Another recent, multi-centre, randomized, double-blind, placebo controlled, parallel-group study in 45 patients with CIDP compared the efficacy and tolerability of IVIG (0·5 g/kg/day for 4 consecutive days) to intravenous methylprednisolone (0·5 g/day for 4 consecutive days) given every month for 6 months . After therapy discontinuation, patients were followed-up for 6 months to assess relapses. The primary outcome was the number of patients discontinuing either therapy owing to inefficacy or intolerance. Secondary end-points included the proportion of patients experiencing adverse events or worsening after therapy discontinuation.
More patients stopped methylprednisolone (52%) than IVIG (13%) (P = 0·0085). The reasons for discontinuation were lack of efficacy, adverse events or voluntary withdrawal. After therapy discontinuation, more patients on IVIG worsened and required further therapy (38%) than did those on methylprednisolone (none) (P = 0·0317). Thus, treatment of CIDP with IVIG for 6 months was discontinued less frequently because of inefficacy, adverse events or intolerance than treatment with intravenous methylprednisolone.
Another recent prospective, multi-centre, single-arm, open-label Phase III study [Privigen® Impact on Mobility and Autonomy (PRIMA) trial] evaluated the efficacy and safety of IVIG in 28 patients with CIDP . Patients received one induction dose of IVIG (2 g/kg body weight) and up to seven maintenance doses (1 g/kg body weight) at 3-week intervals. The overall responder rate defined as an improvement of ≥1 point on the INCAT disability scale at completion was 60·7%. IVIG-pretreated patients demonstrated a higher responder rate than IVIG-naive patients (76·9 versus 46·7%). The INCAT score, the maximum grip strength and the Medical Research Council sum score all improved significantly at completion compared to baseline.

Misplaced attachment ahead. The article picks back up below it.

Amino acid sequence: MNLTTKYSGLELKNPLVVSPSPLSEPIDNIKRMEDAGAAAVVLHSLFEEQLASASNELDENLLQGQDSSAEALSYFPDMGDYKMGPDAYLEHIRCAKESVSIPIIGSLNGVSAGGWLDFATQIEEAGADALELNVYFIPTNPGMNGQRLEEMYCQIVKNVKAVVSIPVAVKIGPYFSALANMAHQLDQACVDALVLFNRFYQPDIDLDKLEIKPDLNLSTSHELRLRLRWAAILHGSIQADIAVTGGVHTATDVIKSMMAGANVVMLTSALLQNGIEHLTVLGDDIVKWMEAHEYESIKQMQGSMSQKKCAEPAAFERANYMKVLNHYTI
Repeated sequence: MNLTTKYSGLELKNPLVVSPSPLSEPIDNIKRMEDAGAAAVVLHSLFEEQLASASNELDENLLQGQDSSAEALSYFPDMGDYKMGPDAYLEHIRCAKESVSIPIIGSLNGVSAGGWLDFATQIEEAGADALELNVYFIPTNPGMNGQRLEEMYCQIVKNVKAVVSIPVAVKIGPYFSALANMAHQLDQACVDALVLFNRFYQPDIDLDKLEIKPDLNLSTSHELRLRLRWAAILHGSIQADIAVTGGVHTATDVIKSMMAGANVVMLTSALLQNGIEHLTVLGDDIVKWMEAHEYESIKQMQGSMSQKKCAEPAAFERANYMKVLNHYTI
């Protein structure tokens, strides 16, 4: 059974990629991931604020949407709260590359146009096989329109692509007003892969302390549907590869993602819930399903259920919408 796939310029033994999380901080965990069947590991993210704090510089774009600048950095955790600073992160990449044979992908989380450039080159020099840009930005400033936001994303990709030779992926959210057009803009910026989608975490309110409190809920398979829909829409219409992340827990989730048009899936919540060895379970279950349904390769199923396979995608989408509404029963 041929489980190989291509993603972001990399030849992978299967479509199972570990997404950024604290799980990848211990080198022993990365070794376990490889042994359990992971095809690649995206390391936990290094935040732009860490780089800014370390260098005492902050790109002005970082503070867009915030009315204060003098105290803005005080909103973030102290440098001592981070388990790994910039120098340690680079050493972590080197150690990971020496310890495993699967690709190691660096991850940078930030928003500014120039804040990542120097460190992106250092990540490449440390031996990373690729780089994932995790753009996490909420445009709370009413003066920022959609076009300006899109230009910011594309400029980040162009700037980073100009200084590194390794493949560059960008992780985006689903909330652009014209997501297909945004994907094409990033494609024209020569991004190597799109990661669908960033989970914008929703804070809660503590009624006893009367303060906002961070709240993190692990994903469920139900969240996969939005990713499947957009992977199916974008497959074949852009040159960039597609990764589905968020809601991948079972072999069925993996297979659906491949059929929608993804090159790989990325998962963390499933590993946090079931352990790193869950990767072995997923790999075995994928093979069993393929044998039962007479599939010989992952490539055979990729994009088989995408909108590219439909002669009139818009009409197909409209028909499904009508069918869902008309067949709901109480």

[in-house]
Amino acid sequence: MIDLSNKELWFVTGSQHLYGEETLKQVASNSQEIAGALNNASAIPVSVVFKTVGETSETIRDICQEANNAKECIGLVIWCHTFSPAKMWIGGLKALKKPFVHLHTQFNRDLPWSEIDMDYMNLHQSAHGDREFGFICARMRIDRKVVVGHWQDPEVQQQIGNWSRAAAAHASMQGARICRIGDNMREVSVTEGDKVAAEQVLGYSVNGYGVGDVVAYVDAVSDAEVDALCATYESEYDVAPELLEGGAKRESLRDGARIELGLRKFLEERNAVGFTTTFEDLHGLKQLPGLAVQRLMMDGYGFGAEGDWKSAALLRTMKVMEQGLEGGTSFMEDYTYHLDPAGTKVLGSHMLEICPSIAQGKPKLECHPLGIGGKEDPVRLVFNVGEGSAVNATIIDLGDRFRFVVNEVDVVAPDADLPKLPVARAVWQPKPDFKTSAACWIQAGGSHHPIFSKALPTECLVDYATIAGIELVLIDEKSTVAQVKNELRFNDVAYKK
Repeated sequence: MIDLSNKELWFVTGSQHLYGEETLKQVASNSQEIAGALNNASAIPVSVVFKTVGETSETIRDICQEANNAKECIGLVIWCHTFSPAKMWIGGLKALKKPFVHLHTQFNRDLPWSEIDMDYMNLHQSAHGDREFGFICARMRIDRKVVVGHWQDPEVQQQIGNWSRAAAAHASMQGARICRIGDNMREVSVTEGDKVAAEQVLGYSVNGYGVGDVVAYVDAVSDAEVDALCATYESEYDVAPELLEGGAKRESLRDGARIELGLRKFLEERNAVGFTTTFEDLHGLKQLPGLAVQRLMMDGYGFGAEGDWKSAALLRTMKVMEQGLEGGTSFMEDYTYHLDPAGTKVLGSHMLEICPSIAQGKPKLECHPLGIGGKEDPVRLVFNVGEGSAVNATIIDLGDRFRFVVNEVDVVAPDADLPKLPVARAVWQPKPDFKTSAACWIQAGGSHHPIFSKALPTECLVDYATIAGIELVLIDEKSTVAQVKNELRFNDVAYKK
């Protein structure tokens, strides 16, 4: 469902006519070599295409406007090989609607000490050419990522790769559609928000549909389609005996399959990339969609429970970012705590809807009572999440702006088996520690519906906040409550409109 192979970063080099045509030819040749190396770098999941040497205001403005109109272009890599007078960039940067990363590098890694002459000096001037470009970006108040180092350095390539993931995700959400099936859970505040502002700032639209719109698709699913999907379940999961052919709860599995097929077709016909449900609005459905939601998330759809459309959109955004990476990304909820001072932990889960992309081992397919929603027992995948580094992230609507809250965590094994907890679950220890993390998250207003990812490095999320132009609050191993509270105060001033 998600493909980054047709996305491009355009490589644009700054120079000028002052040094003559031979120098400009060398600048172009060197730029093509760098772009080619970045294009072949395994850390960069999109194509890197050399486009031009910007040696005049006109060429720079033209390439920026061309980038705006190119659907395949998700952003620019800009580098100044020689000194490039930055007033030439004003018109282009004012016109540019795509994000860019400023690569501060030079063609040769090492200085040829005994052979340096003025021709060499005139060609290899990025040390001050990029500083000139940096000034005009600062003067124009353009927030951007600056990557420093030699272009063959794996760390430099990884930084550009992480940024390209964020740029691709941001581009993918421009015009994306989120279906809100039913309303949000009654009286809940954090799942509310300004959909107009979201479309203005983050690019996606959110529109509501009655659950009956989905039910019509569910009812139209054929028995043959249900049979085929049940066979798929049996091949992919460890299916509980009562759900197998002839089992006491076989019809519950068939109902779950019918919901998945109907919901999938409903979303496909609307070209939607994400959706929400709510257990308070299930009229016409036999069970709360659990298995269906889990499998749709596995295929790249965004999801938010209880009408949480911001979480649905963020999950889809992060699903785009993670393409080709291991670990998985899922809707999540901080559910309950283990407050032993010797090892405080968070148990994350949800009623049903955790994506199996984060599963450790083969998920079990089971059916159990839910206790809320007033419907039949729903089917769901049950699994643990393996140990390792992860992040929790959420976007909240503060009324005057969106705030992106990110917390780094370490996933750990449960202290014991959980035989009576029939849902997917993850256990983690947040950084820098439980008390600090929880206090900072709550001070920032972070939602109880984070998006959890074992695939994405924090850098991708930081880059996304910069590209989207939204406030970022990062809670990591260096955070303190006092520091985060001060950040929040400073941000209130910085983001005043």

Thus, these recent trials provide evidence for the long-term efficacy of IVIG in patients with CIDP.
Adverse effects, frequent: headache, hypertension, allergic/anaphylactic reactions [especially in immunoglobulin (Ig)A-deficient patients], dermatitis; infrequent: infection (HIV or viral hepatitis) by contaminated blood product, pulmonary oedema from fluid overload, due to the high colloid oncotic pressure of IVIG, venous thrombosis, aseptic meningitis and haemolysis.